Mr. Amos, that's a good question, and I actually don't have that precise information in front of me.
    The value of this one-time, focused investment is the degree to which it has not only been an investment in and of itself, but has also leveraged contributions from other parties.
    What we've seen, particularly with the establishment of the Canada nature fund, is a strong interest from others in making counterparty donations, whether those be foundations or other levels of government or the private sector. That is not only a federal investment in nature, but brings more capital into the space of nature conservation in a way that allows us to advance those priorities.
    Thank you.
    I would appreciate it if a written submission could be provided indicating the extent to which this is historic in comparison with recent investments. It need not be restricted to only the previous 10 years; it could be the previous 20 years, as you see fit.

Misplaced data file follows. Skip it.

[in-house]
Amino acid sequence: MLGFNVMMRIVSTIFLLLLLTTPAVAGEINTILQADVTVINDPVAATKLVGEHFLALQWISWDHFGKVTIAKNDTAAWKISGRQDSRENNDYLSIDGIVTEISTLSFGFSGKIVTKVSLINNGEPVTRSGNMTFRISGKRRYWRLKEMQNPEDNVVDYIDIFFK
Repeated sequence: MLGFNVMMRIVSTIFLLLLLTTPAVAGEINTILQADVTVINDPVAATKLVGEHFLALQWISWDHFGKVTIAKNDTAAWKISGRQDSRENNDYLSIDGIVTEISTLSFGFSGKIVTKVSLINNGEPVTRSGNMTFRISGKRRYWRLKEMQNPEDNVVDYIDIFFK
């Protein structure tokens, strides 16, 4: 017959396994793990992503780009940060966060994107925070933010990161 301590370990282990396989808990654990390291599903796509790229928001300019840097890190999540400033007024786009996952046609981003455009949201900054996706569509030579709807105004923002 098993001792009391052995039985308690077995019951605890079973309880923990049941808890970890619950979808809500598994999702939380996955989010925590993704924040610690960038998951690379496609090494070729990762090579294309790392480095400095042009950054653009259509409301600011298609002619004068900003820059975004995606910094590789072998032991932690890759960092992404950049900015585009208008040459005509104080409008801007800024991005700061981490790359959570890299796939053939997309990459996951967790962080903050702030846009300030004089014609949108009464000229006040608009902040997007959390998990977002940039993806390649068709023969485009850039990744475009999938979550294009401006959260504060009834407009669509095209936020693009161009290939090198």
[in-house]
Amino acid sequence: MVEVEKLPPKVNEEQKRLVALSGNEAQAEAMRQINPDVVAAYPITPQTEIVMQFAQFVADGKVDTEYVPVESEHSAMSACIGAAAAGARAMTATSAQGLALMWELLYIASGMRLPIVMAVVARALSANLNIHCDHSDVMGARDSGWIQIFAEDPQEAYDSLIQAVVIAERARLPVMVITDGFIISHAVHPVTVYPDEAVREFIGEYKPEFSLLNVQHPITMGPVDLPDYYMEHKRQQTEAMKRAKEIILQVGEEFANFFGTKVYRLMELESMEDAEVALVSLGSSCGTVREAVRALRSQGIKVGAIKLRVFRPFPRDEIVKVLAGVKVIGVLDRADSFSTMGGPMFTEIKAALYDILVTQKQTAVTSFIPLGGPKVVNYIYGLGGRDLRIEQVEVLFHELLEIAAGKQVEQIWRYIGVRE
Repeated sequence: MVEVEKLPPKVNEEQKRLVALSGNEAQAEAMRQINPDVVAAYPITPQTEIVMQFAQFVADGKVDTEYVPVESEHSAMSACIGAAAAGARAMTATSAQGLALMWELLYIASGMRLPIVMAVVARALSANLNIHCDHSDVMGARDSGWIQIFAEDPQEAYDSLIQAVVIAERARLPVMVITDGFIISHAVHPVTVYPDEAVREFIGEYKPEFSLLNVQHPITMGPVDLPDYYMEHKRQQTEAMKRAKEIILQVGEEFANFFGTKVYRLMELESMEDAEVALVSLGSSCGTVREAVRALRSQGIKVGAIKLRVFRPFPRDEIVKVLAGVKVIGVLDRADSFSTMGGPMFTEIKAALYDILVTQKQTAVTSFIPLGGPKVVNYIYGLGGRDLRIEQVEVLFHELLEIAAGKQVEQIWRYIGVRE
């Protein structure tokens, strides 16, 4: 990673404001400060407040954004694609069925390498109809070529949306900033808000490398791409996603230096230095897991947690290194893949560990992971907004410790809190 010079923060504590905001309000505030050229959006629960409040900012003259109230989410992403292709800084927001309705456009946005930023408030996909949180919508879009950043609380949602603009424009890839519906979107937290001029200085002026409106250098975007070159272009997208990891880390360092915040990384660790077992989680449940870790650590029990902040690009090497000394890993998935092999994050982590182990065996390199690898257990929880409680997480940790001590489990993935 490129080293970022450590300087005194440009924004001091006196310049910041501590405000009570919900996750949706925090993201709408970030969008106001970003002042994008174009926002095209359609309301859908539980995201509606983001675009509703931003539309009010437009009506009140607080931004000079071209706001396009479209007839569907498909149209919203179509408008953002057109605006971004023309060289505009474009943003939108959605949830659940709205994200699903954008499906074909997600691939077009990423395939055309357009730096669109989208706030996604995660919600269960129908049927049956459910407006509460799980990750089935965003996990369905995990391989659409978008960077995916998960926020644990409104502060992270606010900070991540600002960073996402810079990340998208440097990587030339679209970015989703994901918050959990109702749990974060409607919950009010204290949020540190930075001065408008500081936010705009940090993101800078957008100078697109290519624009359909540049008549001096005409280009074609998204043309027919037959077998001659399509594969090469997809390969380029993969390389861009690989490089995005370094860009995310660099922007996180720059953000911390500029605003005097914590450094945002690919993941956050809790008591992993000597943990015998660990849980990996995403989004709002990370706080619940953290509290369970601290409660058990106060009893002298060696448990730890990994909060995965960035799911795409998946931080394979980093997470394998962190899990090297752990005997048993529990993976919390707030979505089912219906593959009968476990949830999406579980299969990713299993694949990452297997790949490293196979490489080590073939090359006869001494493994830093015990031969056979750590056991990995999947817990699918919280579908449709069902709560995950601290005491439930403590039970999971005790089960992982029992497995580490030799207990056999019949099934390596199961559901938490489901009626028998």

I wonder about target 1 of the nature fund and the applications that are going through that process. In our region of the Outaouais, in the national capital region on the Quebec side of the Ottawa River, there is a significant and very exciting proposal that has been advanced. It proposes conservation in a series of areas, all within the national capital region.
     One section would be around the Dumoine, Noire and Coulonge rivers. Another would be around the Boucher forest, and the other would be around the Chats Falls or Sault-des-Chats area. There is also a section for Baie McLaren. A series of areas are being grouped together.
     Just the submission of that proposal represents a significant achievement, because all conservation groups from across the Outaouais realized that individually they probably wouldn't get there, but if they gathered their forces and prioritized, they would be able to put together a very strong proposal.
    On their behalf I'll ask, in what type of timeline will decisions be made; and will there be representation from across Canada in the decisions made for that nature fund?


    As I mentioned, we have seen 148 final proposals come in on the target 1 challenge, just over $800 million in requested funding for $175 million that we have available to us, so there is a very strong field.